A Church for Everyone: Being an International and Invitational Church
PART 3: How do we get there?
By Pastor Seeyong Lee, Korean & International Ministries-
Now that I’ve laid out the case for why we must become an “amazingly international” church, I want to look toward the future and share how I believe we get there and what we must do.
People tend to discriminate against others based on all kinds of differences in race, culture, nationality, gender, socioeconomic class, etc. However, God created the world with great diversity. Even humans were created according to “our (God’s) image,” a reference to God’s triune character. God said, “‘Let the earth bring forth living creatures of every kind: cattle and creeping things and wild animals of the earth of every kind.” And it was so. God made the wild animals of the earth of every kind, and the cattle of every kind, and everything that creeps upon the ground of every kind. And God saw that it was good. Then God said, ‘Let us make humankind in our image, according to our likeness’” (Genesis 1:24-26).
And when the whole world spoke one language, people began to build a tower that could reach to the skies, thinking the Babel tower would bring them together. However, God scattered them all over the earth (Genesis 11:1-9).
People are often afraid of being different, but the truth is that God intentionally made all creatures, including humans, diverse. Diversity has made the world more beautiful and stronger in many ways. Just think of the many varieties of flowers and animals that are more enjoyable because there isn’t only one kind. The combination of different biological genes can make a couple’s descendants strong. Similarly, diverse people and cultures make our society stronger, too.
Practicing Openness and Wonder
When we are open to all sorts of differences, by wondering about incredibly diverse people, nationalities, ideas and cultures, we can promote multifaceted peace in spiritual, emotional, social and international level. “Wonder is a form of ‘active openness.’” By that, we can go beyond our fixed thoughts and views, emotional classism and spiritual indifference, and we can learn from each other. Moreover, we can work to reduce fear (homophobia), discrimination and foster social harmony to create racial justice. Such an openness will strengthen our holistic minds and create a mature community of faith. So let’s remain open to becoming more multicultural.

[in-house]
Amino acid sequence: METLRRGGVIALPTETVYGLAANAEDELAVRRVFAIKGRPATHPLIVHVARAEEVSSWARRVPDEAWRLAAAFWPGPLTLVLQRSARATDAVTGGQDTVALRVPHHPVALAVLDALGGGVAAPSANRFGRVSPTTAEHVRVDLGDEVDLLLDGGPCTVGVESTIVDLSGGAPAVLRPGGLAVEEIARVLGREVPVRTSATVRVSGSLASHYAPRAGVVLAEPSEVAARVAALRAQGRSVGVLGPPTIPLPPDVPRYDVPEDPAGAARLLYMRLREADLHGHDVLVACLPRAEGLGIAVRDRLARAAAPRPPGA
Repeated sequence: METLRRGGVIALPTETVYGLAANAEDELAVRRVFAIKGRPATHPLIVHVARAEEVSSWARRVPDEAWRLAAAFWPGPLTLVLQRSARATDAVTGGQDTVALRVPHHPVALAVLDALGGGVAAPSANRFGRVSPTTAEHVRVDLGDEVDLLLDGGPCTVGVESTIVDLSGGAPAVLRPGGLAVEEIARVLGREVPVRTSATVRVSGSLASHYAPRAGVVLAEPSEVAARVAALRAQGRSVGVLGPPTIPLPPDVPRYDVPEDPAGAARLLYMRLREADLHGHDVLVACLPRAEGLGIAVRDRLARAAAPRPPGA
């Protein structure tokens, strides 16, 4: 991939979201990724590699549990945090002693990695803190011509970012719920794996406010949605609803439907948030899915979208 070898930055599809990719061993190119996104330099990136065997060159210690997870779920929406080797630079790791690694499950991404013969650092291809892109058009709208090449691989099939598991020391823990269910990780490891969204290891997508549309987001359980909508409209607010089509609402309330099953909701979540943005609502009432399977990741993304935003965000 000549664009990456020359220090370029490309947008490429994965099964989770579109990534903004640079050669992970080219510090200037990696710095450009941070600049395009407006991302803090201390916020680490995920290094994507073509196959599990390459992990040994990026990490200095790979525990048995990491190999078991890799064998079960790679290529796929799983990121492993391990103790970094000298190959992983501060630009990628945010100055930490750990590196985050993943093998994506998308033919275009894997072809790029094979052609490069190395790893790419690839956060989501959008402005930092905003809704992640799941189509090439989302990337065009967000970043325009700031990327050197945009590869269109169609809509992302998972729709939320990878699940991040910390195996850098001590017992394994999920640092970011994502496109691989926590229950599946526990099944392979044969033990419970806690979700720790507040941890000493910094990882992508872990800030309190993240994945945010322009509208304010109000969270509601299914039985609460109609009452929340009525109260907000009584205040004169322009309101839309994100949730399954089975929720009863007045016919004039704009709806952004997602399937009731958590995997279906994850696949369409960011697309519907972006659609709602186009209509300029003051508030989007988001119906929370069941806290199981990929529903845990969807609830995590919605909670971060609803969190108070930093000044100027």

I used to think that “multicultural” just meant “culturally and ethnically diverse.” The dictionary defines “multicultural” as “relating to or constituting several cultural or ethnic groups within a society.” However, I have come to develop a new understanding: “To be an amazingly international and multicultural means to be surprisingly compassionate, inclusive, diverse, holistic and healthy.”
As our nation struggles with divisiveness, ego-centrism (me-first) and immature mind and behaviors (hatred and systemic injustice), we need to go beyond separating ourselves (I/we/inside) from others (you/they/outside). We are inextricably weaved and systemically connected like one living organism. Moreover, we are called to do good to others as much as to ourselves.
Martin Luther King Jr. was right when he said, “Life’s most persistent and urgent question is, ‘What are you doing for others?’” When we do good for others, it is also good for ourselves. When we live like this, God will be pleased for all of us, and the “joy of the Lord will be our strength” (Nehemiah 8:10).
In doing good for others in our community, we will get closer to our vision of becoming an “amazingly international” congregation. I hope you’ll join me in creating a church for everyone.